Will there be lobster?

9 Sep

When we found out we were going to Prince Edward Island for my sister’s wedding all thoughts turned to the obvious. Lobster.  Yes, lobster and how to enjoy and take advantage (in every way we could), of something, that on the Pacific Coast is very much a luxury.

Of course the ubiquitous lobster roll is available at almost every restaurant you may stop in (including Subway and McDonald’s – yes you guessed it  – McLobster). Less known perhaps are the lobster potato chips – strangely delicious – although perhaps not that lobstery? Not sure if lobstery is really a word but heck, it should be! Aside from these, we had three lobster dinner experiences in our travels through Nova Scotia and Prince Edward Island.

Bluenose II Restaurant, Halifax

Bluenose II is a chain of family restaurants that reminds me of my childhood. Salad with thousand island dressing anyone? Homey and comfortable, this is a very casual dining establishment and for the most part seemed to be filled with Haligonians. (Isn’t that a great word? – so much more grand that Vancouverites or Londoners.)

The lobster supper ran at $23.95 (market price) for a 1.5 lb lobster and includes salad, with choice of dressing – if you grew up in the 80s you’ll remember the choices –  and choice of potato. An ample meal to say the least and on the surface would appear to be quite the deal.

Of course they supply you with bibs and the usual lobster paraphernalia, but beware. A man at the next table asked where we from.  “Vancouver,” we proudly replied. “I knew it!” he exclaimed. When I asked him, “How?”, he proclaimed frankly, “Easy –  you put the bibs on.”  Harsh!  OK, so first faux pas, apparently.  How were we to know?

As far as the lobster was concerned, I’m sad to say, I think it may have died in vain.  I found it to be more overcooked than I would like.  And no, I’m not just bitter about slights against my lobster fashion sense. Despite the texture, the flavour, was very good.  The accompaniments, especially the greek roasted potatoes, were very tasty – full of hearty flavour.  The staff was friendly and helpful in a very genuine way.

Dockside Lobster at Richard’s Seafood

We didn’t go looking for this one but after a bike ride through the Prince Edward Island National Park,  near Stanhope, we found ourselves at Richard’s Seafood which consists of a dockside eatery where you can eat in, as well as a fishing shack where you can buy fish, oysters, clams and lobster to take out.

Richard's Seafood, Stanhope

We started out with some oysters.

How could we refuse Malpeques at $1 each and $3 to shuck? The fellow helping us packed the oysters carefully in ice in a compostable take-away container and was quick with offers of tabasco.

Oysters To Go from Richard's Seafood

With those going down quite nicely, we found it equally hard to pass on the $9.99 per lb lobster. An extra $0.75 if you want it cooked .  We got two cooked between four of us and plunked ourselves down right outside on a picnic table to eat it up.

In my opinion, this is the best way to eat lobster and of all our experiences, this was the best atmosphere. To be able to buy right from the fisherman and partake of the bounty right then and there was really something.  And you can skip all that anxiety of getting messy in a restaurant.

New Glasgow Lobster Suppers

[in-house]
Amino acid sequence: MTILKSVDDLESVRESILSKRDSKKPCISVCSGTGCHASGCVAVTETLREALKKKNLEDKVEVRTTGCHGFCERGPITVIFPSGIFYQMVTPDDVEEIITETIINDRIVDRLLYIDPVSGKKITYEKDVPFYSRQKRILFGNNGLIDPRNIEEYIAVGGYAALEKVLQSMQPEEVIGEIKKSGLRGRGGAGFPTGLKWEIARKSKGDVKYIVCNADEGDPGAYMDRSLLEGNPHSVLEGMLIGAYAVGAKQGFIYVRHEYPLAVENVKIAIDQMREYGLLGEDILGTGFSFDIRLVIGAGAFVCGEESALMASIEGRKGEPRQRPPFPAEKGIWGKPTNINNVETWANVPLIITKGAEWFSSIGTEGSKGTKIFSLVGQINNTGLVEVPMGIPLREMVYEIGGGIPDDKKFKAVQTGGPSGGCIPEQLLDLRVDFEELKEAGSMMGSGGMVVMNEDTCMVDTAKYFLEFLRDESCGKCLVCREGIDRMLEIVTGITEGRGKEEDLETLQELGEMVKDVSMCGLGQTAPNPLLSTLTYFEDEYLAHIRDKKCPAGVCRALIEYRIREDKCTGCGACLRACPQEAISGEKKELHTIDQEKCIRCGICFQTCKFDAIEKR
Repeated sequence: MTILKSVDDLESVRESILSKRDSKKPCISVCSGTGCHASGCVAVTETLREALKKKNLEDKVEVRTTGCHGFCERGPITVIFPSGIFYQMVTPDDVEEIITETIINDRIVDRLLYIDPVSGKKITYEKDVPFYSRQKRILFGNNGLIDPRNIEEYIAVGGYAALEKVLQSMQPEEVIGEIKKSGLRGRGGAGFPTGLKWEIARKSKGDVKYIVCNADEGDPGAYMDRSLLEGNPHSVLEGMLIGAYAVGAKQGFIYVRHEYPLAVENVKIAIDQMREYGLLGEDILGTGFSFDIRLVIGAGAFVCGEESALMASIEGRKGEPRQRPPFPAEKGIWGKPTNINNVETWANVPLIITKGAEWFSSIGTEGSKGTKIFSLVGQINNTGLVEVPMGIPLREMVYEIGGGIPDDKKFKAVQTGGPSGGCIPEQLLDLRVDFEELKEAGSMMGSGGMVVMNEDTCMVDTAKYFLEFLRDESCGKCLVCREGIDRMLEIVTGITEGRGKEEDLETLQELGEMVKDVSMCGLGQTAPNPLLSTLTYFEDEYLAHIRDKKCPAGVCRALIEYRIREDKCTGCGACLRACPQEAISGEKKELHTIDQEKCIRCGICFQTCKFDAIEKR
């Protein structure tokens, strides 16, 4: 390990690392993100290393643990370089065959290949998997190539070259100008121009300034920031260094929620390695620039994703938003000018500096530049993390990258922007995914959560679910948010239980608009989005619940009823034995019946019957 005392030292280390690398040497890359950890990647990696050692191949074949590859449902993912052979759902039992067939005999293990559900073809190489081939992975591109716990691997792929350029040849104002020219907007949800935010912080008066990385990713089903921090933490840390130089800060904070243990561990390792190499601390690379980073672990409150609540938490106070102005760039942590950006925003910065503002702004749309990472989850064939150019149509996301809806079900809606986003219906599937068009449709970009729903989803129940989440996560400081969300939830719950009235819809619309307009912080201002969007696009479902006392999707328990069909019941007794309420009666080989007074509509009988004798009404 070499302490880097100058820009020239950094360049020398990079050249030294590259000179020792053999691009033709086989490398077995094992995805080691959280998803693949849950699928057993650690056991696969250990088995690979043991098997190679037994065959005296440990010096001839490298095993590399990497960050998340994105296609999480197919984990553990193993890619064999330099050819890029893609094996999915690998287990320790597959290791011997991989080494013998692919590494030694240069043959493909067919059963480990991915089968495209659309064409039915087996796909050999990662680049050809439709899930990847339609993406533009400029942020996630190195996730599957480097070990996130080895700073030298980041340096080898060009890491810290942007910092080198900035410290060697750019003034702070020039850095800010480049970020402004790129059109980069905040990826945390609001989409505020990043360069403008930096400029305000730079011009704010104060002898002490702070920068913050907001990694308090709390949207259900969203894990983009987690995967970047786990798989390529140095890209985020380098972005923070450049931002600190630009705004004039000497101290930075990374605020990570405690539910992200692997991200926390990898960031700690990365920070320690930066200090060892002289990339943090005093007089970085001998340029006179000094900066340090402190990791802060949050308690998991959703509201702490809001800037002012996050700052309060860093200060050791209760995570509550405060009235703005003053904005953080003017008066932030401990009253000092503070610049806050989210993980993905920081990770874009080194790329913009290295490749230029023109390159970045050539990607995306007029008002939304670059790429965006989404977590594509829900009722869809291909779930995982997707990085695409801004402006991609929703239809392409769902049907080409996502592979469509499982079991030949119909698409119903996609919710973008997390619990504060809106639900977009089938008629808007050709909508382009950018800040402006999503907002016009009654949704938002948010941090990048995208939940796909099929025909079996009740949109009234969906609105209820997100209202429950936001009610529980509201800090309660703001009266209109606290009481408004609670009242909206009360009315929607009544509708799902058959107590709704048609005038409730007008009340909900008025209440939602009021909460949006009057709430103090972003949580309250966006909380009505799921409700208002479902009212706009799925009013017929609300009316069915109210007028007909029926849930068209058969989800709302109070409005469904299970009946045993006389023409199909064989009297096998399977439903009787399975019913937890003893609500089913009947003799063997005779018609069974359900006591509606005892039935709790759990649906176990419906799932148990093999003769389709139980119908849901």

One of the main planned events of the my sister’s wedding weekend festivities was  a traditional PEI Lobster Supper on the day after the wedding.

After a glorious day on Cavendish Beach we made the short drive to New Glasgow.  There must have been 200 cars in the parking lot of the New Glasgow Lobster Suppers Restaurant. My first thought – “that’s a lot of lobster!”  True enough. Our waitress shared that they cook between 500-600 lobsters an evening. The restaurant’s online video boasts that their tanks can accommodate 20,ooo lbs of lobster at any one time.

The process is fairly simple, harkening back to the church supper tradition of these meals. You buy a ticket at the door for the desired poundage. A 1lb lobster is $34.95 but for the larger appetites (and wallets) a 4lb’er goes for $65.95. (Prices are market dependent of course).

After taking our  seats, the server brought unlimited mussels and chowder as well as an appetizer salad.  Iceberg lettuce and pale tomato. Pass. The mussels were completely unadorned – just steamed and tasting of the sea. I mean that in a good way.

I chose the 1lb lobster, which was perhaps in hindsight, a bit small, but it was perfectly cooked. I definitely wanted more.

How to rock a lobster bib

The ticket price includes dessert. Old-fashioned favourites like chocolate ice cream, lemon meringue and blueberry pie are the stars of the show.

Massive Meringue

New Glasgow Suppers are a true experience – one of those ‘has to be done’ things. It was perfect for a big group like ours and it provides a pretty safe atmosphere to try it out if there are any lobster virgins among you.

But my favourite experience was the dockside lobster at Richard’s – That atmosphere would be hard to beat in a 5 star restaurant. I’ll know for next time to head first to the docks, seek out the locals and skip the bib.

 
New Glasgow Lobster Suppers
#604 Route 258
New Glasgow, Prince Edward Island
http://www.peilobstersuppers.com
 
Richard’s Seafood
9 Covehead Wharf,
Stanhope, Prince Edward Island
http://www.richardsfreshseafood.com
 
Bluenose II Restaurant
1825 Hollis Street
Halifax, Nova Scotia
http://www.bluenoseii.ca/
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